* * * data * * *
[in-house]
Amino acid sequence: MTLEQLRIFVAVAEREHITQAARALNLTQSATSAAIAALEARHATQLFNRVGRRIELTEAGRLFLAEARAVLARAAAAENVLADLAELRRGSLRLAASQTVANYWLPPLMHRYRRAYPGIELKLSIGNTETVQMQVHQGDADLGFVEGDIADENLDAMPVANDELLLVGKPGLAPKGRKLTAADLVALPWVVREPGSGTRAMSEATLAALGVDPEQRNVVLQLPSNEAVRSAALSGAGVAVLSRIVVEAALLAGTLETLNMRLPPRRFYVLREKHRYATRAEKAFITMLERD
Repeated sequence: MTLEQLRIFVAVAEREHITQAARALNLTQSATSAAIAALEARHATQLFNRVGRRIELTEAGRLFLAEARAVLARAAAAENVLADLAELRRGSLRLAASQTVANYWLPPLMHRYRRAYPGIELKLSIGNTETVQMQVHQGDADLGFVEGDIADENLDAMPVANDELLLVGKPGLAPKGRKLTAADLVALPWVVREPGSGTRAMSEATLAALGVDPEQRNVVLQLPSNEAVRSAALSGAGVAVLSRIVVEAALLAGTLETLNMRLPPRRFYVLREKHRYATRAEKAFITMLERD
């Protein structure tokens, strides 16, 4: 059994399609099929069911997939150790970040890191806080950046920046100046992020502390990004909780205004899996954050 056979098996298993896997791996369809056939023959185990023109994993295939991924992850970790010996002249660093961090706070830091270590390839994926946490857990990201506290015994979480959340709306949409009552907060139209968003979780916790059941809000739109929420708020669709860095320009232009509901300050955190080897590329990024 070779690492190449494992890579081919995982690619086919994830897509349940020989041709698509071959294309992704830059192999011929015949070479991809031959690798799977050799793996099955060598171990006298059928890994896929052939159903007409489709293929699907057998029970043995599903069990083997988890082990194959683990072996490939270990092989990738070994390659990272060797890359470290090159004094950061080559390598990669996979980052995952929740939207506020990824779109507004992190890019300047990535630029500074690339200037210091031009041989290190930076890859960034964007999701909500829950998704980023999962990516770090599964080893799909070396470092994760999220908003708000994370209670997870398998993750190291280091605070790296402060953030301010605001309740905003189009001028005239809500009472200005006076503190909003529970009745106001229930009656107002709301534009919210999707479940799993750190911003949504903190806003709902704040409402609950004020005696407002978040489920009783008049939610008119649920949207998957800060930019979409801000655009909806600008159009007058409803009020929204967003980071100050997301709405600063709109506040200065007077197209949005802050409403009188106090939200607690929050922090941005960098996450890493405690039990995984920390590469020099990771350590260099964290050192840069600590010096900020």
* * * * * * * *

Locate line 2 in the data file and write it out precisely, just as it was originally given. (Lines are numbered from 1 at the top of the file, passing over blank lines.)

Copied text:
Amino acid sequence: MTLEQLRIFVAVAEREHITQAARALNLTQSATSAAIAALEARHATQLFNRVGRRIELTEAGRLFLAEARAVLARAAAAENVLADLAELRRGSLRLAASQTVANYWLPPLMHRYRRAYPGIELKLSIGNTETVQMQVHQGDADLGFVEGDIADENLDAMPVANDELLLVGKPGLAPKGRKLTAADLVALPWVVREPGSGTRAMSEATLAALGVDPEQRNVVLQLPSNEAVRSAALSGAGVAVLSRIVVEAALLAGTLETLNMRLPPRRFYVLREKHRYATRAEKAFITMLERD